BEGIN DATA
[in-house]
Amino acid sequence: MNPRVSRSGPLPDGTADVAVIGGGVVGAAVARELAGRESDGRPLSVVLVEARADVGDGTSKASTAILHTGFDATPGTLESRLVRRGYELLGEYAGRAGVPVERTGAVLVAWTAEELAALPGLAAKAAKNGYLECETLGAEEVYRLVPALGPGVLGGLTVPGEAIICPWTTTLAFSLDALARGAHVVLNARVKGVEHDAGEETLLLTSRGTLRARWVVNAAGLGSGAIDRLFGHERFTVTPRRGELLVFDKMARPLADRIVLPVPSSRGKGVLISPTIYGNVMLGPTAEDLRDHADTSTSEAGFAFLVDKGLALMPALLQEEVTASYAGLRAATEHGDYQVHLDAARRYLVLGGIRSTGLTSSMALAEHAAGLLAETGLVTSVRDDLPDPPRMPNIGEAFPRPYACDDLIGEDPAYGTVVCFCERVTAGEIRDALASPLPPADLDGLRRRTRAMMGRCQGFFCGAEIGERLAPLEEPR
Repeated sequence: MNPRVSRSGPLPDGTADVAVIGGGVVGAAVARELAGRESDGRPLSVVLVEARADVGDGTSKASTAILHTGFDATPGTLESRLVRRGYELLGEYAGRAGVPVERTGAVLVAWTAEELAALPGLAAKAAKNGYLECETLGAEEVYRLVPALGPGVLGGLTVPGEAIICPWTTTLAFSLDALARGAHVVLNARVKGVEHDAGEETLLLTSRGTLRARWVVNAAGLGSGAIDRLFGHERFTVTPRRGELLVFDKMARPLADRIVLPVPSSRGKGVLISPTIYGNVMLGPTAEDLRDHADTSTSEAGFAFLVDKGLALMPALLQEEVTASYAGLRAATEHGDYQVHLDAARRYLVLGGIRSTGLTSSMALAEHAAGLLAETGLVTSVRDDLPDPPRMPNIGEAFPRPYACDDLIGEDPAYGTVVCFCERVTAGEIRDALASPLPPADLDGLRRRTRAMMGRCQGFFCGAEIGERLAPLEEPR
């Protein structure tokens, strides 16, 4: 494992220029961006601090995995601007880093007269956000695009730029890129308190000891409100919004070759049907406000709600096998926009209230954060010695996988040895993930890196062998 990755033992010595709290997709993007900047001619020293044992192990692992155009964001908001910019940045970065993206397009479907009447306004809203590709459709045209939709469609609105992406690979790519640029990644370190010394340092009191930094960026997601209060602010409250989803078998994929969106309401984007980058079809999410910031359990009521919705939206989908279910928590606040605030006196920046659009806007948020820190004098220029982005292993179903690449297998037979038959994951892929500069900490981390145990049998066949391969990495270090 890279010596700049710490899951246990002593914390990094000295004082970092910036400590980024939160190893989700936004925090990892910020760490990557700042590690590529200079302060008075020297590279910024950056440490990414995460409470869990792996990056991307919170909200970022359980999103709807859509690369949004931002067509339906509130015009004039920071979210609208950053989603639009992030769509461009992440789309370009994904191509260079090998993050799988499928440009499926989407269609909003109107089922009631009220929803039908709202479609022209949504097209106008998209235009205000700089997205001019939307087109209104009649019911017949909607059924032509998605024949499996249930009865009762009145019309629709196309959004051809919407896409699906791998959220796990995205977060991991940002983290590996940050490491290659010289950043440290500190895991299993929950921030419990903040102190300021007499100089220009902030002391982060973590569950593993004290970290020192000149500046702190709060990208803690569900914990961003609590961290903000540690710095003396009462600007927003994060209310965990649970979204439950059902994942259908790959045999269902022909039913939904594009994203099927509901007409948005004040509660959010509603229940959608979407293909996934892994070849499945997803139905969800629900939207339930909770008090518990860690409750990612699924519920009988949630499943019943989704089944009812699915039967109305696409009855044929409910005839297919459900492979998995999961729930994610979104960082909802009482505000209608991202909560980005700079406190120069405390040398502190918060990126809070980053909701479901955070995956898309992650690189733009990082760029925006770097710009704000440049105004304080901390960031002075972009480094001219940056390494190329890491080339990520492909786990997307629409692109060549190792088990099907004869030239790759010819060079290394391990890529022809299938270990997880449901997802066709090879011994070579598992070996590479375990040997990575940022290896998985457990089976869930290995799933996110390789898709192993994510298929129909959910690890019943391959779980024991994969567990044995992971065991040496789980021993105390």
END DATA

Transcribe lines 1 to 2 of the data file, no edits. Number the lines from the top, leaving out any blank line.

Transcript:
[in-house]
Amino acid sequence: MNPRVSRSGPLPDGTADVAVIGGGVVGAAVARELAGRESDGRPLSVVLVEARADVGDGTSKASTAILHTGFDATPGTLESRLVRRGYELLGEYAGRAGVPVERTGAVLVAWTAEELAALPGLAAKAAKNGYLECETLGAEEVYRLVPALGPGVLGGLTVPGEAIICPWTTTLAFSLDALARGAHVVLNARVKGVEHDAGEETLLLTSRGTLRARWVVNAAGLGSGAIDRLFGHERFTVTPRRGELLVFDKMARPLADRIVLPVPSSRGKGVLISPTIYGNVMLGPTAEDLRDHADTSTSEAGFAFLVDKGLALMPALLQEEVTASYAGLRAATEHGDYQVHLDAARRYLVLGGIRSTGLTSSMALAEHAAGLLAETGLVTSVRDDLPDPPRMPNIGEAFPRPYACDDLIGEDPAYGTVVCFCERVTAGEIRDALASPLPPADLDGLRRRTRAMMGRCQGFFCGAEIGERLAPLEEPR